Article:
AWS launches celebrity-spotting-as-a-service: What a time to be alive

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At last – a cloud service that will get the unwashed masses excited about cloud: Amazon Web Services has added celebrity-spotting-as-a-service to its cloud.

AWS has been doing this stuff since late 2016 when it launched “Rekognition”, a service that offered “deep learning-based image recognition” and therefore the chance to “search, verify, and organize millions of images.”

Now the company says it’s trained the service “… to identify hundreds of thousands of people who are famous, noteworthy, or prominent in fields that includes politics, sports, entertainment, business, and media.”

There’s a demo of the service you can play with (AWS account required) and of course The Register couldn’t resist feeding it the most famous celebrity image of recent years: Kim Kardashian’s well-rounded-and-oiled rump. Here’s how that worked out.

AWS' celebrity recognition service demo with Kim Kardashian

AWS looked Kim Kardashian in the eye and saw Isabel Leonard

As you can see from the image above, the service was able to identify Kim Kardashian’s face, but mistook it for opera singer Isabel Leonard, who we imagine is thrilled by the association.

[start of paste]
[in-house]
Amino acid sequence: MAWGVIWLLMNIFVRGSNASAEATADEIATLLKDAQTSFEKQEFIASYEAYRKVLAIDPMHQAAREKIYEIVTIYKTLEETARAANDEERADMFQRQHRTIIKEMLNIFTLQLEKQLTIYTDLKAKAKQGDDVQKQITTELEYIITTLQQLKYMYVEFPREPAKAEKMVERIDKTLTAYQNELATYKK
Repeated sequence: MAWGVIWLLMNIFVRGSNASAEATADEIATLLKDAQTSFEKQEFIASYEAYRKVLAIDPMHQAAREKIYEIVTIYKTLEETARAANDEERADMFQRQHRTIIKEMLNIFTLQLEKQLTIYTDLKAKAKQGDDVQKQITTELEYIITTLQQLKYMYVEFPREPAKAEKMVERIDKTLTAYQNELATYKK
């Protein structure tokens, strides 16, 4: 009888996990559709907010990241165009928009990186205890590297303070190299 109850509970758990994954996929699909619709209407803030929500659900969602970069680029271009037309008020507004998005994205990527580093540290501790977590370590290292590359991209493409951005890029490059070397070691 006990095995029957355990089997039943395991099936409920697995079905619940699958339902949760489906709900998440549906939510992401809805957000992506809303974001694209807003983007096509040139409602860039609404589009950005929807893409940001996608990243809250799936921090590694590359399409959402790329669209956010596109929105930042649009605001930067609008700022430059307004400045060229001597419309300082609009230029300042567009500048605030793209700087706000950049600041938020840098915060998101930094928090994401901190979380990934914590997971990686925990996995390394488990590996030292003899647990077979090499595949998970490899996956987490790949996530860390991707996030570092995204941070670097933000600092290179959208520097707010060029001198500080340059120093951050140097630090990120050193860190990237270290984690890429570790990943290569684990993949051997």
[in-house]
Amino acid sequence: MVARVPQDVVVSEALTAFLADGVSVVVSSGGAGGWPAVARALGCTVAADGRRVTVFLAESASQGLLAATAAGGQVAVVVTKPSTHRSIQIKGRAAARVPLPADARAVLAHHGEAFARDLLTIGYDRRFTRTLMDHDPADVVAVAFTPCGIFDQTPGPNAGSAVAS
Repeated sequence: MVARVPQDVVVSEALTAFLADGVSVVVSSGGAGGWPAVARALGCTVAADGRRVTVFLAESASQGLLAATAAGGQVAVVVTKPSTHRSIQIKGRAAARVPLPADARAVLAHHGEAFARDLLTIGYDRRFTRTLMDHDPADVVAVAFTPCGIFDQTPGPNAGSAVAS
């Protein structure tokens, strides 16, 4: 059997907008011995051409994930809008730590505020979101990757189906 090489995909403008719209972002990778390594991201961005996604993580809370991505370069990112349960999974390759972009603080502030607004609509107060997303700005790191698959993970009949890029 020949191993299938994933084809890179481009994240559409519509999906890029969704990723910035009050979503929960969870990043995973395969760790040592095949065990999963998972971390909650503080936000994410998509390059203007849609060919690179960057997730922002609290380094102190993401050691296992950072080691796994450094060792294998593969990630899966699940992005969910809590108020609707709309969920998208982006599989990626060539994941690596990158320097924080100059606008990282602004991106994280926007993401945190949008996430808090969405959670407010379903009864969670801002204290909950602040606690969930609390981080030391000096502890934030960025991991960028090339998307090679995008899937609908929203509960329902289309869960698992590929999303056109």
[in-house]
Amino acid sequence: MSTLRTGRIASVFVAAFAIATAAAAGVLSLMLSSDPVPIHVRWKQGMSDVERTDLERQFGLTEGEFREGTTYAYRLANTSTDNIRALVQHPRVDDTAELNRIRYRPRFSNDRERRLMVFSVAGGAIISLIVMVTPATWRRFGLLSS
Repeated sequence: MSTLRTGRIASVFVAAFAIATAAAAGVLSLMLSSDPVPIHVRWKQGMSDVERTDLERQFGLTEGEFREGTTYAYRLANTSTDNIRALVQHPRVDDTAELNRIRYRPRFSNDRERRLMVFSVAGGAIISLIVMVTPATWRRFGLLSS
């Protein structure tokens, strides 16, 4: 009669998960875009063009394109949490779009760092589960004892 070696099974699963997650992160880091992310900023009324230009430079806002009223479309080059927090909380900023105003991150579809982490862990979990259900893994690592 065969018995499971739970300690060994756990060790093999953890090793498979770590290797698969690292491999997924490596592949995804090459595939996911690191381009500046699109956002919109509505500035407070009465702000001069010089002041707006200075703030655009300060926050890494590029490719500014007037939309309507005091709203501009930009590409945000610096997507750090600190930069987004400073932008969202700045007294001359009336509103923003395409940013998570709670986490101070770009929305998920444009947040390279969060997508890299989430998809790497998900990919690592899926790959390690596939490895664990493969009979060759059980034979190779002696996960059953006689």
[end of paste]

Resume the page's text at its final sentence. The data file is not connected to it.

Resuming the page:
But let’s not quibble with that error when we can celebrate being alive at a time when cloudy-celebrity-spotting-as-a-service is a thing we can all enjoy. Throw in the fact that AWS says its list of celebs “is global, and is updated frequently” and the new RecognizeCelebrities function that lets you ID the great and the good, and clearly any complaints about the shallowness of contemporary society is utterly unfounded.

The Reg does, however, note that the service could prove dangerously disruptive to pre-awards-ceremony red carpet interviewers, and suggests any such folk put out of work by AWS find solidarity among taxi drivers, factory workers and IBM workers who live in inconvenient-to-management locations. ®